Honor’s design team makes foray into phones for fashion

Honor’s new concept merges foldable smartphone technology with fashion through “phy-gital” design that that responds to its environment.

Phone and tech brand Honor has revealed its new fashion-led smartphone concept, with a built-in light sensor and gyroscope in the hardware that allows digital designs on its outer surface to respond to gravity and light.

Over 60% of Honors team works in research and development roles, focussing on imaging, display and design. The company operates across seven research and development centres worldwide, including an aesthetics centre in Paris and imaging centre in Japan.

Its newest concept – the Honor V Purse – looks to evolve the foldable smartphone into “a wearable, fashion-forward purse” that can be customised to work with any outfit, says a spokesperson from Honor’s design team. They describe it as “phy-gital fashion”, adding that it takes “a human centric approach to design”.

The V Purse designs – called “always-on-displays” (AODs) by Honor – appear on the phone’s exterior when folded and are designed to respond to gravity, light and colours, meaning they can interact with their environments thanks to a built-in light sensor and gyroscope.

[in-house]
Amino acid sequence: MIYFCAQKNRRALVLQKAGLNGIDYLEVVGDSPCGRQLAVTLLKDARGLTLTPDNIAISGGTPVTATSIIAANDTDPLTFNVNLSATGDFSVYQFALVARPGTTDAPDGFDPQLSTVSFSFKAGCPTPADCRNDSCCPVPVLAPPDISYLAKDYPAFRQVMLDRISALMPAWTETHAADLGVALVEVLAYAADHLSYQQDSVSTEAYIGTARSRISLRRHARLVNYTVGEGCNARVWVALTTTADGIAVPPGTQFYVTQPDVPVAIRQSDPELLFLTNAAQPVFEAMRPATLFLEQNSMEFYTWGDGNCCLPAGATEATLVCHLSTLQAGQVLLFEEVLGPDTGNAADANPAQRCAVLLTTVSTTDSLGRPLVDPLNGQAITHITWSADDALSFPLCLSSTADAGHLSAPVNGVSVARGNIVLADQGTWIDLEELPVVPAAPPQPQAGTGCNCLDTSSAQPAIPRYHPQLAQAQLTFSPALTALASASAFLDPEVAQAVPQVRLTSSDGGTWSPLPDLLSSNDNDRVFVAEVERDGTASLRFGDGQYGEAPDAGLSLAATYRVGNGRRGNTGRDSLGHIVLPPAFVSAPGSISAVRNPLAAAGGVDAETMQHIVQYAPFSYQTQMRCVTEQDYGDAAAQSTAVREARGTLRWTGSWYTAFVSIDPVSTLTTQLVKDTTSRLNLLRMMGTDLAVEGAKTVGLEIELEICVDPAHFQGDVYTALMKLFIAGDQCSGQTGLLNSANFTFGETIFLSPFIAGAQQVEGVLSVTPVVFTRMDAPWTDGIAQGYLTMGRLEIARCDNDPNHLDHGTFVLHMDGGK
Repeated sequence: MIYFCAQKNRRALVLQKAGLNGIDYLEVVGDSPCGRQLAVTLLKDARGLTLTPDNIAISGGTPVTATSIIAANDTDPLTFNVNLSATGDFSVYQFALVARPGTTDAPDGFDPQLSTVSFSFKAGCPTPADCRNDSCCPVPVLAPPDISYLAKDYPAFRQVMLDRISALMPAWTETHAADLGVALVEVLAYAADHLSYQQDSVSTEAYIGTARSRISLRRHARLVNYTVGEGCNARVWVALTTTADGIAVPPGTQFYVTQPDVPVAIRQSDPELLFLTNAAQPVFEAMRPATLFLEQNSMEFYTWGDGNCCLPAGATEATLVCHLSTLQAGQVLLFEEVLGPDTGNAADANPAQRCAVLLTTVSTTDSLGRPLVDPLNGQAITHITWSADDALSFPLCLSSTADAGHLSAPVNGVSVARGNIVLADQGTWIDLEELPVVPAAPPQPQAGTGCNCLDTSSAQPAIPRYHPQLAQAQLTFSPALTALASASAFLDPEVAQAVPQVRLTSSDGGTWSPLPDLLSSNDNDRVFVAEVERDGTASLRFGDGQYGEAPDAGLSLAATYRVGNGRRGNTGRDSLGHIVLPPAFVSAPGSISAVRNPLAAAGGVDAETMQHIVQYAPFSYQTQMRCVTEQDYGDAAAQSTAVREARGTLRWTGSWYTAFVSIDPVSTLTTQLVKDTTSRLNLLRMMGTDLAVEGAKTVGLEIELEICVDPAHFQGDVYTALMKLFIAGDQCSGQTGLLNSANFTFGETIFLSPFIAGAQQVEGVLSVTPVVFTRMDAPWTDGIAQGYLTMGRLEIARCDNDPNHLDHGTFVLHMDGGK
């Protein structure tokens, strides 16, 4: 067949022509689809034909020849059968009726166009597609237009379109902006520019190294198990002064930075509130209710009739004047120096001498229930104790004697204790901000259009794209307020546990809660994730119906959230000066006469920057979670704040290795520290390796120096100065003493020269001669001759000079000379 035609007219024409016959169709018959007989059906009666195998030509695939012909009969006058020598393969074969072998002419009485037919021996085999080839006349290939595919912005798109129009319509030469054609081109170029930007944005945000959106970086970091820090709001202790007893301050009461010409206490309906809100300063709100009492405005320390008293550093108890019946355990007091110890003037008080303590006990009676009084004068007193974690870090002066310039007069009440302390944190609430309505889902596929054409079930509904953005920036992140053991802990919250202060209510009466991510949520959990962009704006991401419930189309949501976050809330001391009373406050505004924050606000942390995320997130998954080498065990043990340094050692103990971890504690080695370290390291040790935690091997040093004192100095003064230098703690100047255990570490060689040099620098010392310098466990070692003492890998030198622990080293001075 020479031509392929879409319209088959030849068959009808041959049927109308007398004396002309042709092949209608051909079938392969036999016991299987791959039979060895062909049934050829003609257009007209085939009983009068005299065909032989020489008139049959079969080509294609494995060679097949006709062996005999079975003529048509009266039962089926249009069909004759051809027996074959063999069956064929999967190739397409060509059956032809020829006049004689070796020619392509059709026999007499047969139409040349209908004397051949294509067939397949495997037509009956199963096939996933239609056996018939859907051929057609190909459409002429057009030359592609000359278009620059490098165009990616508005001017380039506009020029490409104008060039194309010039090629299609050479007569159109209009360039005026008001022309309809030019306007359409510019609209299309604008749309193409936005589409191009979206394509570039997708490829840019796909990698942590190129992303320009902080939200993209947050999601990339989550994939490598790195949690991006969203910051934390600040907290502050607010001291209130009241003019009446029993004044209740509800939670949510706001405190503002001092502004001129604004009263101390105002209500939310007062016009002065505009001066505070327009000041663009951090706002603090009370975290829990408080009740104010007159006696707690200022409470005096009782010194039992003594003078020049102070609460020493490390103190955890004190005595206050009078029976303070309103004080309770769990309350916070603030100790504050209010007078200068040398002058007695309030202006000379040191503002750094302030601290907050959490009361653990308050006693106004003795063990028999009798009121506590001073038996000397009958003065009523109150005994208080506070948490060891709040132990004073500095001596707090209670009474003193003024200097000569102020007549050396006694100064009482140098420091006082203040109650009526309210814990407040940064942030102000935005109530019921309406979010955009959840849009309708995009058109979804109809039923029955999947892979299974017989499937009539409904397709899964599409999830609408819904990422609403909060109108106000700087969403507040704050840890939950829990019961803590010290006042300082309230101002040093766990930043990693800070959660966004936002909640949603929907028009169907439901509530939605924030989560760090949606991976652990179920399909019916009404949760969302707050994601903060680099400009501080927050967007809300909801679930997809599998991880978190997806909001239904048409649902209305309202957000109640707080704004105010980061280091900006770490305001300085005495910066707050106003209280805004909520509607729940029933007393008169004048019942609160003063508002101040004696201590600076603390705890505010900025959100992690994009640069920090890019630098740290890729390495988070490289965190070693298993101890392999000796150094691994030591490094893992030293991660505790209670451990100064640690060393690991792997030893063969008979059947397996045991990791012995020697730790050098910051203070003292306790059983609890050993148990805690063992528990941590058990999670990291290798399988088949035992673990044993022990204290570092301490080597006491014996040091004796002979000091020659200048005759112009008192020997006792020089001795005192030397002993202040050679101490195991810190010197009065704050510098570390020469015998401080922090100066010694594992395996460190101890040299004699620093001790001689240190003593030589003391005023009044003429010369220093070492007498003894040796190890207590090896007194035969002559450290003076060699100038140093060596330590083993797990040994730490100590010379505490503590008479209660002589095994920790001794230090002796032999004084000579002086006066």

The AODs are “like a chameleon which changes colour according to the user’s outfit and the “technical execution” of developing the interactive designs was a challenge”, says the design spokesperson. In one version a charm bracelet “moves and sways as the user walks”, they add.

Honor plans to continue developing this technology and create more interactive designs in the future.

The collection of AODs has been created by artists and designers who are part of Honor’s Talents Global Design Awards programme. According to the design spokesperson, the programme has attracted over 13,000 designers from more than 165 universities across the world in the past three years.

Contributing artists and designers include Burberry menswear design director Bram Van Diepen, contemporary artist Yunuene Esparza, dean of the China Academy of Art International College Yuan Youmin and interdisciplinary artist Xiao Hui Wang.

In terms of hardware, Honor aimed to make the form “as slim and lightweight as possible” by incorporating its “silicon-carbon battery technology”, which is also seen in electric vehicles, says Honor’s design spokesperson.

Users can also choose between a range of bag strap accessories to attach to the smartphone, from vegan leather to faux pearls. Materials for the straps are “thoughtfully and sustainably sourced”, according to Honor, although it was not able to confirm how or where from. The hinge on the phone means it can be carried like a normal bag once straps are attached.

Honor’s design spokesperson notes that modern consumers are trying to lead “fashionably sustainable lifestyles” and are “concerned about the effects of fast fashion on the environment”. They claim that the Honor V Purse is a response to this problem as one device can turn into “an infinite number of fashion accessories”, avoiding the need for multiple handbags. However, the phone relies on the visual cues of accessories and handbags without providing any practical storage solutions for other personal items.

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